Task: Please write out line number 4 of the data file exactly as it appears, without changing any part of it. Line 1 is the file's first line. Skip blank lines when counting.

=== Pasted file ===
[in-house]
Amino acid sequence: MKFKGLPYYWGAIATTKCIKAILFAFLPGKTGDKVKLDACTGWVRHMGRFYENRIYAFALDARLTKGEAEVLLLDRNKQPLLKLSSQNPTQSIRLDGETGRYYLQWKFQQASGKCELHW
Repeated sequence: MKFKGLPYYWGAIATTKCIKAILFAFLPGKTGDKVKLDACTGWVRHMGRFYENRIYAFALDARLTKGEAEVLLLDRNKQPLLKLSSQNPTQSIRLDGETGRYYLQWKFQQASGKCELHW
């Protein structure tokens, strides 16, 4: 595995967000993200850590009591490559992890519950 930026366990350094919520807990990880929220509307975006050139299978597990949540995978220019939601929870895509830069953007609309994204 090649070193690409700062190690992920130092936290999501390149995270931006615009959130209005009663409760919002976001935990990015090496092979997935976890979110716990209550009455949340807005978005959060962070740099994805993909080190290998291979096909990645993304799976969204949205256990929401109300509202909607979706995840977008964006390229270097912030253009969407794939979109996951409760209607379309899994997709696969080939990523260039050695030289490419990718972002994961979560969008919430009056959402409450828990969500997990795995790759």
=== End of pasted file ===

């Protein structure tokens, strides 16, 4: 595995967000993200850590009591490559992890519950 930026366990350094919520807990990880929220509307975006050139299978597990949540995978220019939601929870895509830069953007609309994204 090649070193690409700062190690992920130092936290999501390149995270931006615009959130209005009663409760919002976001935990990015090496092979997935976890979110716990209550009455949340807005978005959060962070740099994805993909080190290998291979096909990645993304799976969204949205256990929401109300509202909607979706995840977008964006390229270097912030253009969407794939979109996951409760209607379309899994997709696969080939990523260039050695030289490419990718972002994961979560969008919430009056959402409450828990969500997990795995790759």